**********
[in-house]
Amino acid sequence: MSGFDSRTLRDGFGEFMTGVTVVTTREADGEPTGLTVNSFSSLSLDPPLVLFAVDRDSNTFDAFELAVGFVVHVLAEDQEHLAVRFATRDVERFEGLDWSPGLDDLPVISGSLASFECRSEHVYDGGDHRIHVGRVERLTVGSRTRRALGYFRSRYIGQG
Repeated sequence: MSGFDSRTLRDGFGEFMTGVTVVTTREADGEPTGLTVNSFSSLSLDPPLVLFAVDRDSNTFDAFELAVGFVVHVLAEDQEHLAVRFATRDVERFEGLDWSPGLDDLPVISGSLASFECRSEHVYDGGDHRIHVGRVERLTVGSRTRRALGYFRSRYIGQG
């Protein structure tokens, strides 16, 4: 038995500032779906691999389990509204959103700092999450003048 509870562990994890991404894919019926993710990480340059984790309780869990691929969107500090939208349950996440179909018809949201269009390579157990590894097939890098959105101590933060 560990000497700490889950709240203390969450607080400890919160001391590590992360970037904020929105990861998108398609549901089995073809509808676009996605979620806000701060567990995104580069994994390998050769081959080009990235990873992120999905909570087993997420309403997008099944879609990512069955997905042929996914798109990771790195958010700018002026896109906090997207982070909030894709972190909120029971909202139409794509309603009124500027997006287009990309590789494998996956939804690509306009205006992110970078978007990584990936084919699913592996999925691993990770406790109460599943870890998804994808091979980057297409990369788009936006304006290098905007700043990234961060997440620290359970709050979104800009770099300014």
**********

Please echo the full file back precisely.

[in-house]
Amino acid sequence: MSGFDSRTLRDGFGEFMTGVTVVTTREADGEPTGLTVNSFSSLSLDPPLVLFAVDRDSNTFDAFELAVGFVVHVLAEDQEHLAVRFATRDVERFEGLDWSPGLDDLPVISGSLASFECRSEHVYDGGDHRIHVGRVERLTVGSRTRRALGYFRSRYIGQG
Repeated sequence: MSGFDSRTLRDGFGEFMTGVTVVTTREADGEPTGLTVNSFSSLSLDPPLVLFAVDRDSNTFDAFELAVGFVVHVLAEDQEHLAVRFATRDVERFEGLDWSPGLDDLPVISGSLASFECRSEHVYDGGDHRIHVGRVERLTVGSRTRRALGYFRSRYIGQG
């Protein structure tokens, strides 16, 4: 038995500032779906691999389990509204959103700092999450003048 509870562990994890991404894919019926993710990480340059984790309780869990691929969107500090939208349950996440179909018809949201269009390579157990590894097939890098959105101590933060 560990000497700490889950709240203390969450607080400890919160001391590590992360970037904020929105990861998108398609549901089995073809509808676009996605979620806000701060567990995104580069994994390998050769081959080009990235990873992120999905909570087993997420309403997008099944879609990512069955997905042929996914798109990771790195958010700018002026896109906090997207982070909030894709972190909120029971909202139409794509309603009124500027997006287009990309590789494998996956939804690509306009205006992110970078978007990584990936084919699913592996999925691993990770406790109460599943870890998804994808091979980057297409990369788009936006304006290098905007700043990234961060997440620290359970709050979104800009770099300014």